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Journal of Obstrectic Anaesthesia and Critical Care
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Year : 2017  |  Volume : 7  |  Issue : 2  |  Page : 69-74

Effect of ondansetron in attenuation of post-spinal hypotension in caesarean section: A comparison of two different doses with placebo

Department of Anaesthesia, Dr. L.H.Hiranandani Hospital, Mumbai, Maharashtra, India

Correspondence Address:
Meenoti P Potdar
Dr. Lakhumal Hiranand Hiranandani Hospital, Department of Anaesthesia, Hillside Avenue, Hiranandani Gardens, Powai, Mumbai - 400 076, Maharashtra
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Source of Support: None, Conflict of Interest: None

DOI: 10.4103/joacc.JOACC_7_16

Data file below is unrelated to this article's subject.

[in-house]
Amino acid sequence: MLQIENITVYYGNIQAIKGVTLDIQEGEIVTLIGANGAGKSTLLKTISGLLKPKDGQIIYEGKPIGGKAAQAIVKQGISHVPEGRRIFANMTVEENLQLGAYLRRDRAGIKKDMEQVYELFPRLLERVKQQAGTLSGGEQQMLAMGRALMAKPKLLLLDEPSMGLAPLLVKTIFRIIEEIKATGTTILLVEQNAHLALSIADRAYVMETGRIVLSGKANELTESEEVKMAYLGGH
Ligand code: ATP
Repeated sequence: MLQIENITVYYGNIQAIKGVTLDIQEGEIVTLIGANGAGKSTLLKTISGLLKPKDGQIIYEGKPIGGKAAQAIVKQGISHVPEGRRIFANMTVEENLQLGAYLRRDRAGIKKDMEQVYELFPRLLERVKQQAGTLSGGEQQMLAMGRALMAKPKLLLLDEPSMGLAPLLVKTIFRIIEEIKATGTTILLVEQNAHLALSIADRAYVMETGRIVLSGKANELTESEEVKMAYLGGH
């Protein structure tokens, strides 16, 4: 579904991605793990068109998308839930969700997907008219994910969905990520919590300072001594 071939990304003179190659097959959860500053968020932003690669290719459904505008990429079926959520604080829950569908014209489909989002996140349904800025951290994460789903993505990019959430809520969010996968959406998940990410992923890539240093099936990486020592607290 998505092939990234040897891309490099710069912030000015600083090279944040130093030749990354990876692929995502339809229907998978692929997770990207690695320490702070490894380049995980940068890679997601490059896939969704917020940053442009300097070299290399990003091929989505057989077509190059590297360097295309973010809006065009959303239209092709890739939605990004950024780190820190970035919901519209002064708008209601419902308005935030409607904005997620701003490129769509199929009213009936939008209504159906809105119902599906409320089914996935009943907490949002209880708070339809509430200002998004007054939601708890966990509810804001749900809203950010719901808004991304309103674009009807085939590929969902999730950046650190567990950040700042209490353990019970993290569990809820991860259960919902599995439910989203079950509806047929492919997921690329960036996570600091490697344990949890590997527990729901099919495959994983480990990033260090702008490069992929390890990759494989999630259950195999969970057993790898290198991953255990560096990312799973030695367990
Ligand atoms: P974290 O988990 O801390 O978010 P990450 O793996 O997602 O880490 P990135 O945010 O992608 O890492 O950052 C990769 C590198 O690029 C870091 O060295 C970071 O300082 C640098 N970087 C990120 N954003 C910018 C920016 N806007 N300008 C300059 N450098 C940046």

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Context: Spinal anaesthesia (SA) is the preferred anaesthesia for Caesarean section. Hypotension and bradycardia are the most common side effects caused by sympathetic blockade with a parasympathetic overdrive, aortocaval compression, and the Bezold Jarisch reflex (BJR) which is mediated by serotonin (5 HT3) receptors. Ondansetron is a 5HT3 antagonist commonly used as an anti-emetic. The present study evaluated the effects of two different doses of ondansetron on the haemodynamic changes associated with SA for Caesarean section and the advantage of higher dose over the other. Aims: To study the effect of ondansetron in two different doses on the haemodynamic changes associated with spinal blocks. To compare the need of vasopressors if required and the incidence of nausea and vomiting with the two different doses of ondansetron in comparison with placebo in these patients. Settings and Design: Prospective, comparative, randomized, double-blinded placebo controlled study. Materials and Methods: After hospital ethics clearance 180 parturients undergoing Caesarean section were randomly divided into 3 groups before administration of SA. Group C received 10 ml of normal saline. Group F received 4 mg ondansetron with 8 ml normal saline. Group E received 8 mg ondansetron with 6 ml normal saline. All the patients were monitored for haemodynamics, vasopressor requirement and side effects and the results were compared. Three groups were compared using one-way analysis of variance with Tukey's multiple comparison post hoc test; the results were considered significant when P < 0.05. Adverse events were analysed with Chi-square test and was significant at P < 0.01. Results: The change in the heart rate (HR) was not significant statistically. The fall of systolic blood pressure (SBP), diastolic blood pressure (DBP) and mean arterial pressure (MAP) was statistically significant at all time intervals intraoperatively after administration of SA (P value <0.001) when compared to pre-operative values. The fall of SBP when compared between groups was significant after administration of SA, 111.92 ± 17.36 mmHg for Group C, group F was 122.16 ± 18.68 mm Hg and group E was119.29 ± 16.88 mmHg (P value = 0.04). The incidence of hypotension in patients was lesser in the group that received ondansetron, Group C (6, 14), Group F (3, 4) and Group E (1, 6) after administration of SA and at 5 minutes after administration of SA (P value = 0.03) but comparable between the ondansetron groups. Conclusions: Intravenous ondansetron reduced the incidence of hypotension, nausea and vomiting after administration of SA but there was no added advantage of 8 mg ondansetron over 4 mg.

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